RISKING
IT ALL

How Farmworkers In Illinois Endured The Coronavirus Pandemic

BY DANA CRONIN and CHRISTINE HERMAN

Sergio
"We were pretty worried about whatever was
to come."
- Sergio Chavez, a 44-year-old agricultural guestworker from Oaxaca, Mexico, who has traveled to Cobden, Ill., for 13 years to work at an orchard.
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Josh
"I have to do it. I got to put money on the table"
- Josh, a 24-year-old migrant worker from Texas, who asked we only use his first name for fear of retaliation.
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Oaxaca Group
"The truth is
the pandemic
has affected
us a lot."
- Sergio Chavez, who, along with a couple dozen other Mexican guest workers, was vaccinated upon arrival to the U.S. in February 2021.
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Artemio
"It’s difficult
to leave
them behind
for so long."
- Artemio Garcia, a 39-year-old agricultural guestworker from Oaxaca, Mexico, who has traveled to Cobden, Ill., for work for five years.
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Every year, thousands of people take to the fields of Illinois to plant, cultivate and harvest the state’s crops. Many farmworkers travel here from all over the country and world to do the essential work that props up Illinois’ agricultural economy. 

Farmworkers were hit disproportionately hard by the pandemic due in part to their often-crowded living and working conditions and lack of access to health resources and a financial safety net.

Illinois Public Media’s agriculture reporter Dana Cronin and health reporter Christine Herman teamed up to track the pandemic’s toll on this essential workforce. 

From uncovering one of the largest outbreaks at an Illinois migrant camp to documenting the state’s vaccine rollout to this vulnerable population, they tell the story of how farmworkers in Illinois endured the deadly pandemic.

Just as COVID-19 cases began surging, migrant farmworkers had begun their annual days-long journey to Illinois.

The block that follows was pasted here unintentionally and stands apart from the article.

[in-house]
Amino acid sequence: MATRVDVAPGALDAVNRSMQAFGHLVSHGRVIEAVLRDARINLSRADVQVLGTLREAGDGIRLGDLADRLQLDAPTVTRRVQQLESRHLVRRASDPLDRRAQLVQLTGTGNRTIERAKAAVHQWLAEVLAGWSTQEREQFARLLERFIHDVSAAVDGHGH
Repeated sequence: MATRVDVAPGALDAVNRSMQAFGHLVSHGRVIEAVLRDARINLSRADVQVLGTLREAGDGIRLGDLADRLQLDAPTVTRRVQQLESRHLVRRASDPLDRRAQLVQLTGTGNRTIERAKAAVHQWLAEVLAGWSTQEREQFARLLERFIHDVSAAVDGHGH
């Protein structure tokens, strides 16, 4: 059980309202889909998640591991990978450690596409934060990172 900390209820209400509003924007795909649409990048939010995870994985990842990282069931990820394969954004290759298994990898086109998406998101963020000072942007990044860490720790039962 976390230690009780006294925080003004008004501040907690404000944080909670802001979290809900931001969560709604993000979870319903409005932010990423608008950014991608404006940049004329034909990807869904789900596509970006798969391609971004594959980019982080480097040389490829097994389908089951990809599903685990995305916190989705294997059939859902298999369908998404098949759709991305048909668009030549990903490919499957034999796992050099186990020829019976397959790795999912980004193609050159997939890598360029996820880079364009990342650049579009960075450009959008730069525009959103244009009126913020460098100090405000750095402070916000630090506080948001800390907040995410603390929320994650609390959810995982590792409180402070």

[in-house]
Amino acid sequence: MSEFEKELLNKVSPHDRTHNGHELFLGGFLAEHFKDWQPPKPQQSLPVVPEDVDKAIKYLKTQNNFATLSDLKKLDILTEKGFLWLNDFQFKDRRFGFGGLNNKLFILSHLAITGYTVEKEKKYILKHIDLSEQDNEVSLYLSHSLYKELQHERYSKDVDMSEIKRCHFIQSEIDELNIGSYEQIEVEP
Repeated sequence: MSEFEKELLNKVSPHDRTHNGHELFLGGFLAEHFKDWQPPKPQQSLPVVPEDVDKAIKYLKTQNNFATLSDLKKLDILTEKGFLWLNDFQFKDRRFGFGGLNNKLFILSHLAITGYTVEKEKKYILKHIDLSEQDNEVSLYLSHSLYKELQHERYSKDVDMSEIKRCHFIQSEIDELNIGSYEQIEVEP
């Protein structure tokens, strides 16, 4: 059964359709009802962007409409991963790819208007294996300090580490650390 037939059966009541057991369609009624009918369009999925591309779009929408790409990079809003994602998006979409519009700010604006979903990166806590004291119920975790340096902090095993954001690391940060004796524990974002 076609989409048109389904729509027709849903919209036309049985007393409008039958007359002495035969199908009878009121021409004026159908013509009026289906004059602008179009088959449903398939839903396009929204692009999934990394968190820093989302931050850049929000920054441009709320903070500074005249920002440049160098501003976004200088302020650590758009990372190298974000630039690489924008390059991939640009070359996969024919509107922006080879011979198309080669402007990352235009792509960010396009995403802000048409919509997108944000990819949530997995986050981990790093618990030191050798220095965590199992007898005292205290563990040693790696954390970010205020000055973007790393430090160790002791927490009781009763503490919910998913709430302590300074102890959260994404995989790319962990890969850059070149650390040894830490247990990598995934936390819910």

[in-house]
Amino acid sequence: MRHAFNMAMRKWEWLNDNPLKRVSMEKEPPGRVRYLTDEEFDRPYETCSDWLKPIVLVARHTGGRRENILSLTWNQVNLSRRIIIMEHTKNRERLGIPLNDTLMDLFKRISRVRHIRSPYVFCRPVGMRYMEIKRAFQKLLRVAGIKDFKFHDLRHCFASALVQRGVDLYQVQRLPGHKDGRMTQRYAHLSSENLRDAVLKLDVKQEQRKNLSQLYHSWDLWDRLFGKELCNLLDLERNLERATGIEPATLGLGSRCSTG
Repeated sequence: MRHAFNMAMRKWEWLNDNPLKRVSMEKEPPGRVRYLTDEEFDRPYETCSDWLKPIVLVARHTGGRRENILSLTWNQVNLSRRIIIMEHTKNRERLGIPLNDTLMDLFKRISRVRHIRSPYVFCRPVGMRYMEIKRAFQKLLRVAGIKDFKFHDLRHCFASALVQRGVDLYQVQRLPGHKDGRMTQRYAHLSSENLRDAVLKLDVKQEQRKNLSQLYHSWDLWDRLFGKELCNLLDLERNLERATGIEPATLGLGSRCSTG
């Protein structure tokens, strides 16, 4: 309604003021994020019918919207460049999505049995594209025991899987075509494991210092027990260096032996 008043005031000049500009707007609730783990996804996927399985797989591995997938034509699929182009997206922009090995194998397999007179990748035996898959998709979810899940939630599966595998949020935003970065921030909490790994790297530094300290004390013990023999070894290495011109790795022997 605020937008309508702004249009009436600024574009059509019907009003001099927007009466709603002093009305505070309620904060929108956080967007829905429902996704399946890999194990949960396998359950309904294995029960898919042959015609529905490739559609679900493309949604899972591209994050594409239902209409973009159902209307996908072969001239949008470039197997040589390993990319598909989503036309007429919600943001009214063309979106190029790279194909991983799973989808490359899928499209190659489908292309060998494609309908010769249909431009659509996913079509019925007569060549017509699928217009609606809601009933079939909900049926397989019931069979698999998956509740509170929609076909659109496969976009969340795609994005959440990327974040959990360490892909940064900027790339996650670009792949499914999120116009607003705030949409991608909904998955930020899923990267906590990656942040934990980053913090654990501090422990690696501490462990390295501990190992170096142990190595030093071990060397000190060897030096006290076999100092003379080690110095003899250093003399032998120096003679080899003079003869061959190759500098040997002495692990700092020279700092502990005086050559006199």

Medical clinics snapped into action to provide COVID-19 testing to arriving workers.

Among the first group tested in Rantoul, Ill., at least eight were infected. But they waited days before isolating because their employer declined to pay for expedited tests, local health officials said.

October 2020: The Work Must Go On

At least 100 farmworkers in Illinois fell ill by mid-summer. A migrant camp in Rantoul had one of the largest outbreaks in the county.

Despite the risks, many farmworkers said they must work to support their families back home, including Samuel Gomez, who came from Mexico with his 66-year-old father. 

“I worry about my dad because he’s older,” said Gomez.

January 2021: A Lack Of Protection

For farmworkers in Rantoul, the nearest testing site was 18 miles away and not accessible via public transportation.

But even with more convenient testing, agricultural workers were still wary of showing up.

Building trust with members of the farmworker community would turn out to be critical to ensure access to both testing and the COVID-19 vaccine.

Some states — including Illinois — prioritized farmworkers in the vaccine rollout, which came as a relief to many.

“We have the fortune to… have a government that cares about the people that come to work in the fields,” said Jorge Feria, 34, a guestworker from Mexico who was vaccinated in Cobden, Ill., in February 2021. 

“We are very grateful.”

A Look Ahead

In all, since the start of the pandemic, about half a million workers at farms and food processing plants have contracted the coronavirus and at least 9,000 workers have died from it, according to Purdue University researchers.

These harrowing statistics could have been avoided if the right protections had been in place for these vulnerable workers, advocates and experts say. 

Some community health centers serving hard-to-reach farmworker populations were unable to get access to vaccines for several months

And while the single-dose Johnson & Johnson vaccine offered hope for improving access in rural areas, state officials decided against using it at mobile clinics due to issues surrounding equity.

While many farmworkers in the U.S. were vaccinated in early 2021, others waited months, resulting in more illness and death. 

A more equitable system — that includes better protections and provisions for vulnerable workers — is needed to prevent a repeat of the past year’s devastation.

Continue to follow Dana and Christine’s work on Twitter: @DanaHCronin and @CTHerman